Sylt, Germany (Beach holiday)
When you think of Germany, you don’t necessarily think of “beach holiday” but anyone who has been to Sylt can you tell you that the german island surprisingly has a lot to offer beach goers.
Christian and I were staying with friends in Hamburg when they offered to lend us their old volkswagon T3 to drive up to the coast. The temperatures were soaring and I wanted more than anything to be by the ocean so we took them up on that offer and headed to the North Sea.
We felt pretty cool driving along the roads in our old volkswagen van-waving to fellow VW vans as they passed by. Unfortunately the radio wasn’t working, leaving us with one cd to listen to the whole way ( a 60’s themed burnt cd that was left in the car).
Sunny- Marvin Gaye : It is fair to say that we know every word to this song now inside and out.
We drove until we reached the northernmost state of Germany-Schleswig-Holstein. From there we parked the van close to the train station and then took the 10 minute train ride across the Hindenburgdamm (an 11 km causeway joining the mainland to the island of Sylt).
Sylt is known for its unique shape and shoreline ( although the land is constantly shifting due to storm tides over time). It is a part of the Frisian Islands- stretching from the Netherlands and Germany to Denmark- and it offers well up to 40km of white sandy beaches. It is known to be the “Hamptons” of Germany with many events and celebrity sightings there.
We got off the train and explored the main centre, known as ‘Westerland’. The town was bustling with many tourists shopping and walking the streets. As we arrived late in the afternoon I was anxious to see the ocean, so we hurried along to the beach.
The sandy beaches stretched out for miles and I could see the traditional basket chairs (or “strandkorb” ) sprawled out everywhere. Apparently these basket chairs are unique to the region, with people spending a few hundred euros to buy them for their homes.
Christian and I found an empty strandkorb and sat down just in time to watch the sunset. After spending the last few months landlocked, it felt amazing to be in front of the ocean again.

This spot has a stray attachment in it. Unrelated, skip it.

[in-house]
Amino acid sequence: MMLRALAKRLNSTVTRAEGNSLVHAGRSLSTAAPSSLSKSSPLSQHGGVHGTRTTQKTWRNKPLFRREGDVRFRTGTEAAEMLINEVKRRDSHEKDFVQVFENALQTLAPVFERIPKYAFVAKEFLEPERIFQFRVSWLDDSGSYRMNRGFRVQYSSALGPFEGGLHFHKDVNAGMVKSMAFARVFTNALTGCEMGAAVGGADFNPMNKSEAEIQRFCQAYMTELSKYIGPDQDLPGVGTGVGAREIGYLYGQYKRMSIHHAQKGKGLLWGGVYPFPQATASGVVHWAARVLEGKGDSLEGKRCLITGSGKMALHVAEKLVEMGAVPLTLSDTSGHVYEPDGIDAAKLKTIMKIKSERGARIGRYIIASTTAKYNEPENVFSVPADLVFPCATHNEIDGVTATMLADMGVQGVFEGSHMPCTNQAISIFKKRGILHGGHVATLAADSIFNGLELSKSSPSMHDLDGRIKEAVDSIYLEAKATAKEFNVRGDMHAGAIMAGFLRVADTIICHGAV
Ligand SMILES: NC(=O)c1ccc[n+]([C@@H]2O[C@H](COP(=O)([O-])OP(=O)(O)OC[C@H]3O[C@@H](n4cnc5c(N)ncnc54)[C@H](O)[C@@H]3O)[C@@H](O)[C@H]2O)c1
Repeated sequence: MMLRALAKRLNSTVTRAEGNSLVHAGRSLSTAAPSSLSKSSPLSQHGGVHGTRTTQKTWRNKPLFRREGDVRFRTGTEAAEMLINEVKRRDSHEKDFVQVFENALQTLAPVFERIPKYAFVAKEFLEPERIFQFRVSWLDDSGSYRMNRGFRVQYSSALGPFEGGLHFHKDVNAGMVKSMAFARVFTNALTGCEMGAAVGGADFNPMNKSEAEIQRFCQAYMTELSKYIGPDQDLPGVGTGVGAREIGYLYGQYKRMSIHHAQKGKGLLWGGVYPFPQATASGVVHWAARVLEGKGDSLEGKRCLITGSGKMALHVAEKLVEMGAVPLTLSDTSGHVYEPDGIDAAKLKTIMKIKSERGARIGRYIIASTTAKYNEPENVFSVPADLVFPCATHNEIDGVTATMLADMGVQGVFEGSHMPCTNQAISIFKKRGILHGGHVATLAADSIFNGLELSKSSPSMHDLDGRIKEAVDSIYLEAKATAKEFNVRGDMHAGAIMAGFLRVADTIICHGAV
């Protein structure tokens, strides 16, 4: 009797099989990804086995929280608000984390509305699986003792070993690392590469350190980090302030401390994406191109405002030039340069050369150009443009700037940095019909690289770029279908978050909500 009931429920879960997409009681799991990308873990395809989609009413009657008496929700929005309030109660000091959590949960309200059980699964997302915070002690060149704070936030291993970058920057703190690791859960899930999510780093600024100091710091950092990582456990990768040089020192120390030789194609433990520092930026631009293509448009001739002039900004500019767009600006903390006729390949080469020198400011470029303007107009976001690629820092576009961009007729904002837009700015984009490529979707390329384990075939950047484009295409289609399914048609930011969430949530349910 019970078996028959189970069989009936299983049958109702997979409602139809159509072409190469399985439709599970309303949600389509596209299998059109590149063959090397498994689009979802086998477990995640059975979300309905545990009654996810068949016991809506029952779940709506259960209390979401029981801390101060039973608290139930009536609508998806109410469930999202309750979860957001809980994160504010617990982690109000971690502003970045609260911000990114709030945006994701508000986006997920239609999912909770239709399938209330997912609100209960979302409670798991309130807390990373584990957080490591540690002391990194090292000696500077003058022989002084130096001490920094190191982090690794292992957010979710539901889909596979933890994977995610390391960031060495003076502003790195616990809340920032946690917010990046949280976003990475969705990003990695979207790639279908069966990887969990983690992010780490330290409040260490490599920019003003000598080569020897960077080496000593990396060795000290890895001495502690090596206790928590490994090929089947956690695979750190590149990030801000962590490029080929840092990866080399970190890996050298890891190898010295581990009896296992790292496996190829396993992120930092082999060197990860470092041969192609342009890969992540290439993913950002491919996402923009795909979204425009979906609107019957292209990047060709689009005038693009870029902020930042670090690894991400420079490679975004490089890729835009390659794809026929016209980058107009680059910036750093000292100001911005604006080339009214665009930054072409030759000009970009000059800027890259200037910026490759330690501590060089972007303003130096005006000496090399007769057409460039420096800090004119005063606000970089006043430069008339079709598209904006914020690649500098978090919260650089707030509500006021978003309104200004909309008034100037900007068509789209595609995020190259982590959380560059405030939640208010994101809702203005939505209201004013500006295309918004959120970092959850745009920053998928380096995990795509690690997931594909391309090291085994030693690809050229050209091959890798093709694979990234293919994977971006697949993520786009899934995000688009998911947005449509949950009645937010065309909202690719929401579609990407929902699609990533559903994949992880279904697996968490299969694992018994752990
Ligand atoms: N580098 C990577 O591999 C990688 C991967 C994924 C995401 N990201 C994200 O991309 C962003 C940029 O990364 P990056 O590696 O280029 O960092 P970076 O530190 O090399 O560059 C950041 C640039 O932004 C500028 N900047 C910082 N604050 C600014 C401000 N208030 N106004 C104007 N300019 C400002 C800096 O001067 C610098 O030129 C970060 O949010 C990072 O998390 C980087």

Shortly after, we headed to the famous seafood restaurant ‘Gosch’ and ordered dinner and drinks. We ordered the seafood platter which consisted of scallops, prawns and grilled halibut. We drank wine and talked about the beauty of the island as well as our love for the ocean.
After dinner we headed to the Irish Pub (originally titled ‘ Irish Pub Sylt’) and continued on with the drinks. The drinks kept rolling in, so not much more can be said about our night other than it consisted of interesting conversation and a bunch of laughs with strangers.
We took the late-night train back to the mainland and stumbled to our camper van. It was not the most ideal location ( parked beside a warehouse) but after some drinks we were just happy to have a place to crash.
The next morning was rough, to say the least, but we had to make our way back to Hamburg. As we made our way south we shared some laughs as we talked about our “wild” night out in Sylt. We had such a good time and hoped that next time we could have a longer visit. Overall it was a memorable trip, and we speak often of going back.
For anyone visiting Germany I highly suggest making a trip out to Sylt ( at least in the summer months) and experiencing the beauty that is the North Sea.